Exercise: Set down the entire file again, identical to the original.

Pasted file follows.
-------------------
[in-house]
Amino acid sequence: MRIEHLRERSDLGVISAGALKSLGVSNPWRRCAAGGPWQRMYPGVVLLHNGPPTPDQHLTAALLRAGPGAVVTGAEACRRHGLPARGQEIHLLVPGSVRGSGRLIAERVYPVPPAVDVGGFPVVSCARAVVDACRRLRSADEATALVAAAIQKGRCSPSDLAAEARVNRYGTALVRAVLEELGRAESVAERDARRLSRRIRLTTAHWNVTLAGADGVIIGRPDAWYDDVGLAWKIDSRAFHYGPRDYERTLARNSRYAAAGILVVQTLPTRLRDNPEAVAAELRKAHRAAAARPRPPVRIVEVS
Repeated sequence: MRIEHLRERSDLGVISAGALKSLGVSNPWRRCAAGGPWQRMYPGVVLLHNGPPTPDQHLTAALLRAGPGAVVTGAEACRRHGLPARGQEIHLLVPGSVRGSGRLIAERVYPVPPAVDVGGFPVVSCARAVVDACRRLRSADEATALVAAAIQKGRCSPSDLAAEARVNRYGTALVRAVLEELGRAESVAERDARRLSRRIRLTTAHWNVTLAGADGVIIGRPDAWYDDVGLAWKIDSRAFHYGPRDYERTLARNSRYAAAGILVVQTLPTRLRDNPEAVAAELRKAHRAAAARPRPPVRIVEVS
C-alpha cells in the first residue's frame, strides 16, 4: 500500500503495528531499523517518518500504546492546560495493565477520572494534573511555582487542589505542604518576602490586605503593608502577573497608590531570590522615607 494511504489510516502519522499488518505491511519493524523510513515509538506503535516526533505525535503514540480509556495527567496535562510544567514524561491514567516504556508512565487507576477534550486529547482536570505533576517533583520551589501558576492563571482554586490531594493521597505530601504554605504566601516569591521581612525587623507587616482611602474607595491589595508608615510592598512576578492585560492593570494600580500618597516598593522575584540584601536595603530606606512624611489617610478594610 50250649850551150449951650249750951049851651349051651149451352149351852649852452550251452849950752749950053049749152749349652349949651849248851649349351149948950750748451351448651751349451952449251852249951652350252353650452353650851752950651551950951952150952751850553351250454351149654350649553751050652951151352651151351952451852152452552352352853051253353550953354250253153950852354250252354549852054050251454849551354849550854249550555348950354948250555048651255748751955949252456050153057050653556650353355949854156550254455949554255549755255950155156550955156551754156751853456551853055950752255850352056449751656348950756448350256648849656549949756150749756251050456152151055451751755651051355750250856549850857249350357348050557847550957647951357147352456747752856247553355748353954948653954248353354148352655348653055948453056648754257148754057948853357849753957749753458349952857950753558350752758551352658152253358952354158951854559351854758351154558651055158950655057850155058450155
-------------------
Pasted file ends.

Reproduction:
[in-house]
Amino acid sequence: MRIEHLRERSDLGVISAGALKSLGVSNPWRRCAAGGPWQRMYPGVVLLHNGPPTPDQHLTAALLRAGPGAVVTGAEACRRHGLPARGQEIHLLVPGSVRGSGRLIAERVYPVPPAVDVGGFPVVSCARAVVDACRRLRSADEATALVAAAIQKGRCSPSDLAAEARVNRYGTALVRAVLEELGRAESVAERDARRLSRRIRLTTAHWNVTLAGADGVIIGRPDAWYDDVGLAWKIDSRAFHYGPRDYERTLARNSRYAAAGILVVQTLPTRLRDNPEAVAAELRKAHRAAAARPRPPVRIVEVS
Repeated sequence: MRIEHLRERSDLGVISAGALKSLGVSNPWRRCAAGGPWQRMYPGVVLLHNGPPTPDQHLTAALLRAGPGAVVTGAEACRRHGLPARGQEIHLLVPGSVRGSGRLIAERVYPVPPAVDVGGFPVVSCARAVVDACRRLRSADEATALVAAAIQKGRCSPSDLAAEARVNRYGTALVRAVLEELGRAESVAERDARRLSRRIRLTTAHWNVTLAGADGVIIGRPDAWYDDVGLAWKIDSRAFHYGPRDYERTLARNSRYAAAGILVVQTLPTRLRDNPEAVAAELRKAHRAAAARPRPPVRIVEVS
C-alpha cells in the first residue's frame, strides 16, 4: 500500500503495528531499523517518518500504546492546560495493565477520572494534573511555582487542589505542604518576602490586605503593608502577573497608590531570590522615607 494511504489510516502519522499488518505491511519493524523510513515509538506503535516526533505525535503514540480509556495527567496535562510544567514524561491514567516504556508512565487507576477534550486529547482536570505533576517533583520551589501558576492563571482554586490531594493521597505530601504554605504566601516569591521581612525587623507587616482611602474607595491589595508608615510592598512576578492585560492593570494600580500618597516598593522575584540584601536595603530606606512624611489617610478594610 50250649850551150449951650249750951049851651349051651149451352149351852649852452550251452849950752749950053049749152749349652349949651849248851649349351149948950750748451351448651751349451952449251852249951652350252353650452353650851752950651551950951952150952751850553351250454351149654350649553751050652951151352651151351952451852152452552352352853051253353550953354250253153950852354250252354549852054050251454849551354849550854249550555348950354948250555048651255748751955949252456050153057050653556650353355949854156550254455949554255549755255950155156550955156551754156751853456551853055950752255850352056449751656348950756448350256648849656549949756150749756251050456152151055451751755651051355750250856549850857249350357348050557847550957647951357147352456747752856247553355748353954948653954248353354148352655348653055948453056648754257148754057948853357849753957749753458349952857950753558350752758551352658152253358952354158951854559351854758351154558651055158950655057850155058450155